- Fisker is now accepting reservations for the electric SUV, the Fisker Pear. This will be the company’s second model after the Fisker Ocean, and is expected to cost less than $30,000 and be built in Ohio with deliveries starting in 2024.
Used Retail Prices
Used Retail Prices are more accessible than in years past, due to the proliferation of ‘no-haggle pricing’ for used-vehicle retailing. Transparent pricing upfront makes the car buying process more enjoyable for customers and allows Black Book to accurately measure retail market trends.
At the on-set of the pandemic, in CY2020, used retail prices increased slightly, following typical seasonal patterns, and then began dropping in April, finally hitting a low point in the late spring months. By late summer of CY2020, Used Retail Prices increased as supply of new vehicle inventory started to become scarce, but retail demand slowed down at the end of CY2020, resulting in declining retail asking prices for the last several weeks of the year. When CY2021 kicked off, demand rebounded while retail prices lagged slightly behind wholesale prices; March of 2021 started the dramatic increases in Used Retail Prices, fueled by stimulus payments, tax season, and shortages of new inventory. During the third quarter, retail prices continued to rise at a slower rate but soon picked up the pace once again to start the fourth quarter. In Q4, prices on retail listings steadily increased week after week. As CY2021 came to an end, the retail listing price index closed 36% above where the year began.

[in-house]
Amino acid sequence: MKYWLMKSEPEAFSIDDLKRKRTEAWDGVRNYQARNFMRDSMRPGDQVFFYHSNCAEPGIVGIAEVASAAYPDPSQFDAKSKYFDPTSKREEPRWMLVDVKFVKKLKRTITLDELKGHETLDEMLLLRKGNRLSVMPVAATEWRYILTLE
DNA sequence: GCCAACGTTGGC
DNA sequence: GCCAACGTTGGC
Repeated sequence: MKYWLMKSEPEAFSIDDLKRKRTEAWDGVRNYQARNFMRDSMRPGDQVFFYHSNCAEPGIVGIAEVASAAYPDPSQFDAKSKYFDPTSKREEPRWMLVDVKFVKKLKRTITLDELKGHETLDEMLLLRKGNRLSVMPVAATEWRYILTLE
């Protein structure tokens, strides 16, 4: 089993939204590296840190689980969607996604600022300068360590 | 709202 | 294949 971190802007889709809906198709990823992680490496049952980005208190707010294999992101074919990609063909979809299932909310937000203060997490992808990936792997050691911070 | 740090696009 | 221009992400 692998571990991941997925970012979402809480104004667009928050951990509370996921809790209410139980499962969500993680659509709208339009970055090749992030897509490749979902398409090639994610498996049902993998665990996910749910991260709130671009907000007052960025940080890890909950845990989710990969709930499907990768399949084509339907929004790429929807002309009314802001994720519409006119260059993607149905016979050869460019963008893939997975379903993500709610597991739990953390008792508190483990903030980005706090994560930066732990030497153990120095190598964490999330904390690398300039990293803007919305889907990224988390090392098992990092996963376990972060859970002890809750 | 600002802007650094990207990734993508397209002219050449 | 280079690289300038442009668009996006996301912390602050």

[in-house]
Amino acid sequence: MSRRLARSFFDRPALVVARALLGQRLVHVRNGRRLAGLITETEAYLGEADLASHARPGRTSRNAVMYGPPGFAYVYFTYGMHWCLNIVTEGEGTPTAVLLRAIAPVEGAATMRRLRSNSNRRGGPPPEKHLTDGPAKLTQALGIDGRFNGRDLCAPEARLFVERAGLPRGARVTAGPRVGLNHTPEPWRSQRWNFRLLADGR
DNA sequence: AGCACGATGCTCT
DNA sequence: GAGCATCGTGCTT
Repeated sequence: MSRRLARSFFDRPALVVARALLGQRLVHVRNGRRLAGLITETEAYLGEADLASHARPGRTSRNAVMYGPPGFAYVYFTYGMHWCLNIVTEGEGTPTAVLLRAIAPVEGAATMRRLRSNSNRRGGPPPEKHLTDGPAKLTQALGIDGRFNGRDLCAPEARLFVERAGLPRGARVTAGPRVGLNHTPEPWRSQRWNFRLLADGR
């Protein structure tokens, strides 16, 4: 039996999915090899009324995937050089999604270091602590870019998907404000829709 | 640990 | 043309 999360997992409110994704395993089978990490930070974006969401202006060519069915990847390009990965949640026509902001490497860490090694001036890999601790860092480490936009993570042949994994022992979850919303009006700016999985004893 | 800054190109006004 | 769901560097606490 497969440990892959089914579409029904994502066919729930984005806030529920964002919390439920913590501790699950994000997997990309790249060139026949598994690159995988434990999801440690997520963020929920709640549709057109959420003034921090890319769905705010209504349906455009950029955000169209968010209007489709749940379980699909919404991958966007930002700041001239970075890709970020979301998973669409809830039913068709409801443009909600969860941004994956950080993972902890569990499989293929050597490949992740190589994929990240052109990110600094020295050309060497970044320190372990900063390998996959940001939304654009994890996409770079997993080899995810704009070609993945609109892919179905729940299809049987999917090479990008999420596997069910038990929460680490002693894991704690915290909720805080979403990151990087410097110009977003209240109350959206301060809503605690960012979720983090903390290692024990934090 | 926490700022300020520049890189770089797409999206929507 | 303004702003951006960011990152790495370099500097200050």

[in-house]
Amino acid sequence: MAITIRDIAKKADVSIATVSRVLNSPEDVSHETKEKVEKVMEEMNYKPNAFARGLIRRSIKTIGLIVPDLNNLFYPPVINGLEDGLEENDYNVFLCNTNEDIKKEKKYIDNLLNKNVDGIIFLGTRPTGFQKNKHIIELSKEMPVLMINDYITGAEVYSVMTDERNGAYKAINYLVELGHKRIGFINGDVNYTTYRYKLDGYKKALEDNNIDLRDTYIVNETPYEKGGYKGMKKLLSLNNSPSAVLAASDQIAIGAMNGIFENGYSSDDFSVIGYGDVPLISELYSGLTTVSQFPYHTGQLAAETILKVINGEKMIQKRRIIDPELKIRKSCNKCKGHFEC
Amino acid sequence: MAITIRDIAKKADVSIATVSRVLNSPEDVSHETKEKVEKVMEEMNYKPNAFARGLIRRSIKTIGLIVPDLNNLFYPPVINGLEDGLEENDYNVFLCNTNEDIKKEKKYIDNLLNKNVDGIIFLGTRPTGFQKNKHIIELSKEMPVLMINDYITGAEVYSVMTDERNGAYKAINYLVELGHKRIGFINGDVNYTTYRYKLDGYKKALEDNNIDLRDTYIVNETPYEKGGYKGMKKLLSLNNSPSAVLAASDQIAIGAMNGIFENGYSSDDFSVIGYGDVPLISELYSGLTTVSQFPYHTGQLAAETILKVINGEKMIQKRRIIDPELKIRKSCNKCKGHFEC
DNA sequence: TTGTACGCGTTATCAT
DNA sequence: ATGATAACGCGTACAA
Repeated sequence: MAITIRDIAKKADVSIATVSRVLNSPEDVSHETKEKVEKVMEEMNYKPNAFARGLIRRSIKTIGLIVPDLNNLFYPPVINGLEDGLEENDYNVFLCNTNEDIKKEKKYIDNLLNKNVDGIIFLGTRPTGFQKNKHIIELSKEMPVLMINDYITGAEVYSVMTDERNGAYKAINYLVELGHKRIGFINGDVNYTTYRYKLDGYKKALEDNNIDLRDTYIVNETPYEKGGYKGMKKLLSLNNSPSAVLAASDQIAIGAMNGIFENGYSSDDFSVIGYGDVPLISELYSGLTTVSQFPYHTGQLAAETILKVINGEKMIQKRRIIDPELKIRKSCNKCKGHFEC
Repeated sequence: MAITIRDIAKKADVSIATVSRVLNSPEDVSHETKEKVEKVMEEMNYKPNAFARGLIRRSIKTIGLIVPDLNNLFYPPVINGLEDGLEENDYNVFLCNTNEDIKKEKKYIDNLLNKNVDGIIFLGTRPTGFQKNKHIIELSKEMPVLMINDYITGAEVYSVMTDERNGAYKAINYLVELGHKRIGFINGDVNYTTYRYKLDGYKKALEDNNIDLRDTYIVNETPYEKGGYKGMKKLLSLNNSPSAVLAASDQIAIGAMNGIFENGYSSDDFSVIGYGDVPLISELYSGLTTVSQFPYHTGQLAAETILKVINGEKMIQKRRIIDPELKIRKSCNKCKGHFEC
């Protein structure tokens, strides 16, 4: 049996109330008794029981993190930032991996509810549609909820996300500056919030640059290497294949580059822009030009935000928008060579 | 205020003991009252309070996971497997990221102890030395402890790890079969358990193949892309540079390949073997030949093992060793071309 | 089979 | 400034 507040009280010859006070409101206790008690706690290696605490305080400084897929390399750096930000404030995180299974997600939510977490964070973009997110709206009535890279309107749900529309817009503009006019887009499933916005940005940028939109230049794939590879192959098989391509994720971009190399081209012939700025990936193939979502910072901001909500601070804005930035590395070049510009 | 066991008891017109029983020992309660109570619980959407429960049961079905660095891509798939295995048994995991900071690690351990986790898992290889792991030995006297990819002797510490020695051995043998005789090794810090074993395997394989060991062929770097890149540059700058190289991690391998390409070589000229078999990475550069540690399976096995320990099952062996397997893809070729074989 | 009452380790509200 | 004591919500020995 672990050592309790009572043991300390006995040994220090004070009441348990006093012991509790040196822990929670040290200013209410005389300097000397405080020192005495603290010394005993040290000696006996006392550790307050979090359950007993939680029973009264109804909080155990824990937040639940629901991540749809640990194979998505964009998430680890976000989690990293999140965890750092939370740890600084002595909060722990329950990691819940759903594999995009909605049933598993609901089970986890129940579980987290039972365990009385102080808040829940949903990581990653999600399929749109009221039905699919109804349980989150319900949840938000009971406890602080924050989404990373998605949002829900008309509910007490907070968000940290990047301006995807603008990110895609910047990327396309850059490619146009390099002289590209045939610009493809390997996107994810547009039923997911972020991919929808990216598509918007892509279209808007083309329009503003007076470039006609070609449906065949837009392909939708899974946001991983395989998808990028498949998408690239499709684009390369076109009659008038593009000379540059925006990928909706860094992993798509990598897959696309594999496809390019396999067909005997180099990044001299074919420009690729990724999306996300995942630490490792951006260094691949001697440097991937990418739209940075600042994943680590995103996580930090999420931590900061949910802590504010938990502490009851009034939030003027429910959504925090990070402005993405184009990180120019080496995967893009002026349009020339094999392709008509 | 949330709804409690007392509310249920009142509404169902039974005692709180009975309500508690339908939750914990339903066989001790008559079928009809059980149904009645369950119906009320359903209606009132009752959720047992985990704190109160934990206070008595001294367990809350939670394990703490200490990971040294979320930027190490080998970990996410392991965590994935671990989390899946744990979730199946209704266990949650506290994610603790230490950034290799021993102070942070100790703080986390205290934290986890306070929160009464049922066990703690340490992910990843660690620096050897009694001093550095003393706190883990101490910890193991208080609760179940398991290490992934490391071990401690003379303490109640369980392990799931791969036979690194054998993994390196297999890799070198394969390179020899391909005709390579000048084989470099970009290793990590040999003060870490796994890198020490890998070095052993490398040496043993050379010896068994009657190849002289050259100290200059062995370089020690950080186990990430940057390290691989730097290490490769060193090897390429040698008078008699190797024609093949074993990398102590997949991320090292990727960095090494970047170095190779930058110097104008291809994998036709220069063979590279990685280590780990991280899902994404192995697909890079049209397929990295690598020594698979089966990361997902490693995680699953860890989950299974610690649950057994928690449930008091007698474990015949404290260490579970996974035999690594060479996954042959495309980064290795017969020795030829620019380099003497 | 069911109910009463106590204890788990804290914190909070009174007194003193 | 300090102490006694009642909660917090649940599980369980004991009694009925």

So far in 2022, the Retail Listings Price Index has remained relatively unchanged (green curve on the graph below), The Index sits around 0.99, indicating a very slight decrease in retail pricing. Typically, there is a lag between changes in wholesale prices and retail prices.